Aptos, a layer one blockchain solution, built by ex-DIEM team member, is built on MOVE language and is intended to be highly modular and upgradeable. This recently launched blockchain network is on news for various reasons!

First, the launch was shaky. It seems like a rush rush event. And then when the tokenomics was shared, it was widely criticised as the tokens were found to be majorly held by the VCs and the team members. Also there were not much explanation on the exact number of tokens given to the market makers. More on Aptos tokenomics can be read here.

But how did it all start?

As the cryptocurrency industry’s prominence grew in 2019, Meta (then Facebook) decided to explore with blockchain technology. Meta created Libra, which was eventually renamed Diem, as part of this endeavour.

Diem, as a blockchain project, did not see the light of day. Its assets were sold to Silvergate back in January 2022.

One of the original team members, then started raising money for his blockchain project, Aptos which raised 350M USD in 3 rounds. Some of the notable APTOS investors are a16z, Tiger Global, Multicoin Capital, 3 Arrows Capital, Katie Haun, Coinbase Ventures, FTX ventures, Binance Labs and more.

Issues with Aptos: Is it really a Solana Killer?

Is it really a Solana Killer?

Aptos is being marketed as a Solana Killer.

When considering one blockchain that may one day outperform another in capabilities or popularity, the phrase “killer” is frequently used in the crypto business.

A Solana killer is just a decentralized cryptocurrency that has the ability to outperform Solana, as you might imagine. Though Aptos is still in its early stages, many are enthused about its potential to produce a blockchain that is extremely well-suited to smart contracts.

As a result, it might challenge Solana as the best place to create DAOs, DeFi frameworks, and other technologies.

But, once again, this is just a wild speculation. The project has been dubbed the “Solana killer” because its brags of processing 130,000 transactions per second. However, its deliverables demonstrated otherwise.

Issues with Aptos?

With Aptos’ growing recognition, the company was under tremendous pressure to achieve ultrafast transaction times. The Aptos blockchain mainnet went live recently, however the long-awaited release did not fulfil expectations of customers.

On the technology front, Shaikh stated that Aptos was founded with 102 validators safeguarding the network. “These validators have undergone extensive testing before to the mainnet deployment,” he said.

Unfortunately, on October 17, 2022, the Twitter user ParadigmEngineer420 raised various concerns about Aptos.

They claimed in a comment on their own blog post that the network could only handle 4 transactions per second. The original post, too, dismissed the platform’s earlier assertions, claiming that “Aptos is broken.”

Even Bitcoin, a blockchain notorious for its sluggish transaction speeds, is capable of exceeding four transactions per second.

This is a major drop from the company’s earlier promises of 130,000, which did not leave users with a good impression.

After all, this was the Aptos feature that had generated the most excitement. Shaikh asserts that the low TPS is not indicative of the network’s capacity and was due to “the network idling prior to the launch of new projects,” adding that the number of transactions per second should improve as network activity increases.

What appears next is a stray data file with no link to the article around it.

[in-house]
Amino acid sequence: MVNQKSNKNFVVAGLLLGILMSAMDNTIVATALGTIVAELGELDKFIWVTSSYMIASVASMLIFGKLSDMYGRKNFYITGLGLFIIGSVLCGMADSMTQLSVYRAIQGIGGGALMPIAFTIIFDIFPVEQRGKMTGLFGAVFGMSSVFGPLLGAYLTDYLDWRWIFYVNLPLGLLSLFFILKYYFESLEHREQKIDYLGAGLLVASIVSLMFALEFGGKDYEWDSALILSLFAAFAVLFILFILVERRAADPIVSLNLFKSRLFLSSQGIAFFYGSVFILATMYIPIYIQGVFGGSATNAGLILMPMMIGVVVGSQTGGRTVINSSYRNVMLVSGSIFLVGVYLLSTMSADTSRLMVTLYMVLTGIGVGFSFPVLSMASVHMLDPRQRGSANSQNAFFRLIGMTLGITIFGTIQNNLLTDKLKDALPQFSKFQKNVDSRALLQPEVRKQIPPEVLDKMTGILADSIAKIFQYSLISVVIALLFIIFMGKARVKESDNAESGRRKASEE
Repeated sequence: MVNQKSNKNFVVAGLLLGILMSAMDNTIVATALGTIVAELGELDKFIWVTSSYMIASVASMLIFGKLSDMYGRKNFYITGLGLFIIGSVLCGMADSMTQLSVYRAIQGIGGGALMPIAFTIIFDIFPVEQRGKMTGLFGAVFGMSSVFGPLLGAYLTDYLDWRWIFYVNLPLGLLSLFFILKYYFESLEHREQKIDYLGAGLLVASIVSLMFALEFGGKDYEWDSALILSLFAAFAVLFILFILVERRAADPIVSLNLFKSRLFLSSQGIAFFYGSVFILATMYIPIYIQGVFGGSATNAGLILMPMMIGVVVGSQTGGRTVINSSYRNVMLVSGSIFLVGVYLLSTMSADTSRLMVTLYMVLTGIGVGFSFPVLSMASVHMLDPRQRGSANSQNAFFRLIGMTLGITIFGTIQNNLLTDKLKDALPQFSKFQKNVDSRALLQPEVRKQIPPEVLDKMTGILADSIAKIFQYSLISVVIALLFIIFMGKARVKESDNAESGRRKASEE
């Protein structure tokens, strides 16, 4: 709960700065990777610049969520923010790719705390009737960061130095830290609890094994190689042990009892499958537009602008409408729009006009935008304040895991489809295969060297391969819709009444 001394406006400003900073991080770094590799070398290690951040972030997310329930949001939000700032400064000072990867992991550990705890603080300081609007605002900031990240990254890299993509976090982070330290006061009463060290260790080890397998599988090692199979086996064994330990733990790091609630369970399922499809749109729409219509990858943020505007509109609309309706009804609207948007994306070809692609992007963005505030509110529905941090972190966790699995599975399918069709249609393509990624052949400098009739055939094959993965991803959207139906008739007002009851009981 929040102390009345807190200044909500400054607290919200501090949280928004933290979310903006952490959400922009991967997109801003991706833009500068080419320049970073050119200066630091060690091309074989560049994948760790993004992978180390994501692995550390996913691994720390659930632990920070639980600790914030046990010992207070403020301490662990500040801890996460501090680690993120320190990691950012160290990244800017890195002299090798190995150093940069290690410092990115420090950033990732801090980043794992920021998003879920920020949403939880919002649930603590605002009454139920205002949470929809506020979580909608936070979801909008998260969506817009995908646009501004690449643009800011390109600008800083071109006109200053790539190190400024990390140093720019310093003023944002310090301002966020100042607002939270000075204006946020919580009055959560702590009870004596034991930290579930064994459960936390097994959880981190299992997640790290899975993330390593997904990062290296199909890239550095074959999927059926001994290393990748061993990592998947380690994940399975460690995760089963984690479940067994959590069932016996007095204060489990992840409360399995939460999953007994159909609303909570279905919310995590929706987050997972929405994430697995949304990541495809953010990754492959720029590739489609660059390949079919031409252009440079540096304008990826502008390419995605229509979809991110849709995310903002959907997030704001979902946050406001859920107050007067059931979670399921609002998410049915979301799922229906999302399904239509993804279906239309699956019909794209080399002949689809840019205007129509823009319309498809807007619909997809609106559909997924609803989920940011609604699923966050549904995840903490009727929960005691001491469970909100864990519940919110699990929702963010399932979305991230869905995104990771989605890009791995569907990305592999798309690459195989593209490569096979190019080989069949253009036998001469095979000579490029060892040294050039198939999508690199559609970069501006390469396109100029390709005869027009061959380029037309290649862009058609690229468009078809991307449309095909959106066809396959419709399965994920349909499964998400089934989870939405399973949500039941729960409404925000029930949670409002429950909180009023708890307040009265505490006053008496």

The criticism didn’t stop there, either. Users also expressed frustration about their difficulty in connecting with validators, who are responsible for charge of initially verifying transactions.

According to ParadigmEng420, the majority of these transactions aren’t actually transactions. They merely act as validators that exchange information, establish block checkpoints, and add blockchain metadata.

Aptos plans to release the remaining of its circulating supply over the course of the next decade, making the tokenomics of the platform quite peculiar. In addition, Aptos has announced that private investors as well as core contributors will be subject to a four-year lockup of their APT tokens following the launch of the mainnet. These token economics are not optimal and may discourage potential buyers.

Shaikh then turned his attention to Aptos’ tokenomics, a concept that has sparked numerous questions and concerns since its launch. Shaikh noted that Aptos tokens are “designed with humans in mind” and displayed a table outlining the four categories of token distribution as well as the percentage and quantity of initial tokens allotted to each.

According to Shaikh, many of the tokens were handed to the community, with foundation categories invested at the time of Aptos’ inception. He stated that all subsequent speculators will earn a 7% annual staking bonus, which would be released after every thirty days.

Overall, the controversies surrounding the Aptos mainnet debut has thrown into doubt the project’s overall viability. While the site is still in its early stages, the tsunami of condemnation it has already received may have an impact on its reputation and reliability in the eyes of potential users.

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